Produce Area: I buy the produce at the farmer’s market for as long as possible, but still use the produce area at the grocery store for a few key things.

Organic Carrots {which we chop into carrot sticks for snacks}

Store Brand container of freshly grated Parmesan at the cheese counter {for over pasta}

Log of goat cheese {for Goat Cheese Stuffed Chicken}

Package of turkey bacon {for Bacon & Egg Breakfast Sandwich}

Local Apples: this time of year my grocery store stocks big bags of apples from local orchards. I am happy to support their efforts to carry locally grown organic produce so I always buy a bag or two because we eat them like crazy!

Dry Foods/Goods: We buy a lot in bulk at BJ’s, but sometimes the prices are better at the grocery store!

Coffee Filters

Box of Constant Comment Tea (one of my faves!)

Store Brand quick-cooking oats {for my breakfast}

King Arthur Flour (All-Purpose and Whole Wheat)

Store brand baking powder

Tin of Powdered Buttermilk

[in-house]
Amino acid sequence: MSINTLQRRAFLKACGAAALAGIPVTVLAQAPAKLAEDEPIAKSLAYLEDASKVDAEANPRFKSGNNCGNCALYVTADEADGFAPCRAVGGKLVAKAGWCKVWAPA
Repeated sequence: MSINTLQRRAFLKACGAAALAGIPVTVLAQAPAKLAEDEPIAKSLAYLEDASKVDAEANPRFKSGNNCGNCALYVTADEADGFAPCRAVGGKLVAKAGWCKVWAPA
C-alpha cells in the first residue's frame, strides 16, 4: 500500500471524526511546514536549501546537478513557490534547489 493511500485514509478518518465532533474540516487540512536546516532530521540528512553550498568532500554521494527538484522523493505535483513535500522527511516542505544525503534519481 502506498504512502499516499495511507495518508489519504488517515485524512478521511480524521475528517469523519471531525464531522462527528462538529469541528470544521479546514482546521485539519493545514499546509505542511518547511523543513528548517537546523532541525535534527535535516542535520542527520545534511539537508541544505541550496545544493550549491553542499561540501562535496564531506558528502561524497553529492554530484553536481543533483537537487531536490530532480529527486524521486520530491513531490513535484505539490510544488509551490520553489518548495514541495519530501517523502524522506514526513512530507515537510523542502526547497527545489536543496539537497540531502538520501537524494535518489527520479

Ground Ginger

Ground Cinnamon

Chocolate Wafers

2 cans organic pumpkin {for Perfect Pumpkin Bread}

Boxes of Pomi Tomatoes with Juices {for Tomato Soup Florentine}

2 boxes whole wheat spaghetti (got coupons – time to stock up!)

Roll of plastic wrap

All-natural shower cleaner

Gigantic pack of garbage bags

Perishables: The butcher at the store is very responsible so I know his organic chicken is truly organic. It is pricier than the factory raised, but worth it!

Loaf of whole wheat bread

Organic Split Chicken Breasts (bone-in)

Organic Chicken Thighs {for Soyaki Baked Chicken Thighs}

Dairy & Frozen Foods: We go through a lot of dairy each week and always keep our freezer well-stocked!

Haagen Daz 5-ingredient Vanilla Ice Cream

1 bag frozen artichoke hearts {for Artichoke Lasagna}

Organic 2% milk

2 blocks unsalted butter

1 container low-fat cottage cheese

2 dozen organic eggs {for breakfast and baking}

1 bag organic shredded mozzarella {for Homemade Pizza}